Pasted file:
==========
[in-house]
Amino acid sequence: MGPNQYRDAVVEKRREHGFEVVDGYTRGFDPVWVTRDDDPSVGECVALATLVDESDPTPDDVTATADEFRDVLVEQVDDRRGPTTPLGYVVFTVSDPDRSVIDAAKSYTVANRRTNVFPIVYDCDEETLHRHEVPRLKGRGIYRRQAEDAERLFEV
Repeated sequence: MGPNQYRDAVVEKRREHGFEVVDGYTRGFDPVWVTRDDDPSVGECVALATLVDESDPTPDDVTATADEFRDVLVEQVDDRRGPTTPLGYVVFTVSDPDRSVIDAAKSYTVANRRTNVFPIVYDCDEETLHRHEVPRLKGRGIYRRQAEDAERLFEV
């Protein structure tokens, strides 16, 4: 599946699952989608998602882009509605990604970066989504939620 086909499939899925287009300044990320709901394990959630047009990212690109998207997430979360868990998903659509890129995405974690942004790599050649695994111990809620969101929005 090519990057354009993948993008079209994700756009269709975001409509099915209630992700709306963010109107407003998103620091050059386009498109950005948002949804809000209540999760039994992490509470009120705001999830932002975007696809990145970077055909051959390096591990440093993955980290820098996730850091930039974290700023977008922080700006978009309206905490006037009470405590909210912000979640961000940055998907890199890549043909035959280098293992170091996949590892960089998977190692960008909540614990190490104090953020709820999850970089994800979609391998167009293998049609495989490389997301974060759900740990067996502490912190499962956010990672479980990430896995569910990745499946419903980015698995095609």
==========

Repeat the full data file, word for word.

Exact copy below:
[in-house]
Amino acid sequence: MGPNQYRDAVVEKRREHGFEVVDGYTRGFDPVWVTRDDDPSVGECVALATLVDESDPTPDDVTATADEFRDVLVEQVDDRRGPTTPLGYVVFTVSDPDRSVIDAAKSYTVANRRTNVFPIVYDCDEETLHRHEVPRLKGRGIYRRQAEDAERLFEV
Repeated sequence: MGPNQYRDAVVEKRREHGFEVVDGYTRGFDPVWVTRDDDPSVGECVALATLVDESDPTPDDVTATADEFRDVLVEQVDDRRGPTTPLGYVVFTVSDPDRSVIDAAKSYTVANRRTNVFPIVYDCDEETLHRHEVPRLKGRGIYRRQAEDAERLFEV
């Protein structure tokens, strides 16, 4: 599946699952989608998602882009509605990604970066989504939620 086909499939899925287009300044990320709901394990959630047009990212690109998207997430979360868990998903659509890129995405974690942004790599050649695994111990809620969101929005 090519990057354009993948993008079209994700756009269709975001409509099915209630992700709306963010109107407003998103620091050059386009498109950005948002949804809000209540999760039994992490509470009120705001999830932002975007696809990145970077055909051959390096591990440093993955980290820098996730850091930039974290700023977008922080700006978009309206905490006037009470405590909210912000979640961000940055998907890199890549043909035959280098293992170091996949590892960089998977190692960008909540614990190490104090953020709820999850970089994800979609391998167009293998049609495989490389997301974060759900740990067996502490912190499962956010990672479980990430896995569910990745499946419903980015698995095609």